Lawrence Peter Berra was born in St. Louis in 1925 and went on to become one of the most famous players in baseball history. In his 18 years with the New York Yankees, he anchored them at catcher, was a power hitter, and a mainstay for the team during their famous post-war run of dominance in Major League Baseball. Elected to the Hall of Fame in 1972 and named to Baseball’s All-Century Team in 1999, Berra was one of the most dominant players of the second half of the 20th century.
He’s better-known in the wider culture, however, as the supposed author of off-the-cuff quips and pithy statements that were, as often as not, malapropisms and paradoxical. These sayings were quirky, funny, and full of unintentional wisdom. They helped him acquire the nickname “Yogi” (after Hindu practitioners of yoga who were also thought to be holy men and fonts of enlightenment). Berra’s sayings became “Yogi-isms” and ran through the popular press like wildfire.
But one of the best-known “Yogi-isms,” “It’s like déjà vu all over again,” has a complicated history, Buzzkillers. Garson O’Toole, the famous Quote Investigator (whose excellent book “Hemingway Didn’t Say That: the Truth Behind Familiar Quotations”) is on the Buzzkill Bookshelf, has done the best research on this. Yogi Berra may have said “déjà vu all over again” after Roger Maris and Mickey Mantle hit back-to-back home runs in a Yankee game in 1961, but there’s no record of it. Further, “déjà vu all over again” attributions to Yogi Berra didn’t really appear until the mid-1980s. And Yogi himself denied in 1987 that it was one of his Yogi-isms. Yet, by 1998 he changed his mind and thought it had originated with him.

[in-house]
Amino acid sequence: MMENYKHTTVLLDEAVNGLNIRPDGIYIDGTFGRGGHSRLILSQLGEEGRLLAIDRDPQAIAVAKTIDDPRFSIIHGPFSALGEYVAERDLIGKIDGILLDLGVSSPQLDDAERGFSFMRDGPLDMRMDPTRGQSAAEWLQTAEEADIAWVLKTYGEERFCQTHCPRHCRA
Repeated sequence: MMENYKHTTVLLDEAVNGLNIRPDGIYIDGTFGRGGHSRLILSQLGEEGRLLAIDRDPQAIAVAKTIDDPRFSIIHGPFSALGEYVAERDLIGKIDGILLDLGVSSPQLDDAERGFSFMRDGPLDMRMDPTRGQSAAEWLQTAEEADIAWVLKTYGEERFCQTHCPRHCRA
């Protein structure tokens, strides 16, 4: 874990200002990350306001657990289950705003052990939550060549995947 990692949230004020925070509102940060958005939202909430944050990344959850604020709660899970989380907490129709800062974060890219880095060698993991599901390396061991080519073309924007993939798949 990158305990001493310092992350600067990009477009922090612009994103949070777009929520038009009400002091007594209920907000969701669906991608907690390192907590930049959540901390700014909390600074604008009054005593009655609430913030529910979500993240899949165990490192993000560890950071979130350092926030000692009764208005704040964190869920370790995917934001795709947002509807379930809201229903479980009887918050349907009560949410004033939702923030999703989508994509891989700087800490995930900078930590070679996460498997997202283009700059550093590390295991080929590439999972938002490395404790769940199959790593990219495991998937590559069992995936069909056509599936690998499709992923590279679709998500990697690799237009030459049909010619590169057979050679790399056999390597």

The best we can say is that the _idea_ of “déjà vu again (or all over again)” seems to have been floating around the culture, starting in the early 1960s. Florida poet, Jim Prior, published a light-hearted poem in the St. Petersburg Evening Independent on September 22, 1962. Entitled “Thanks to You,” the first two verses of the poem were:
It’s Déjà Vu again
Out of the blue again
Truer than true again
Thanks to you.
It’s homerun time again
Rhymes seem to rhyme again
My chimes can chime again
Thanks to you.
And in 1966, Clifford Terry, a critic for the Chicago Tribune, added “all over again” to make it “it’s déjà vu all over again,” when he reviewed a cheap spy movie that repeated all the tired cliches of that genre. The phrase appeared again and again throughout the 1970s and early 1980s, in everything from sports reports to stock market analyses to even to First Lady Nancy Reagan’s plans to remodel the White House.
But, in 1984, a financial analyst for the Wall Street Journal referred to “it’s déjà vu all over again” as something “Yogi Berra would say.” The rest, as they say, is history. And Yogi Berra has become such an attribution magnet for sayings like this that the quote has become almost inextricably linked to him and repeated again and again for the last 30 years. So, at least for this Yogi-ism, it really has been déjà vu all over again.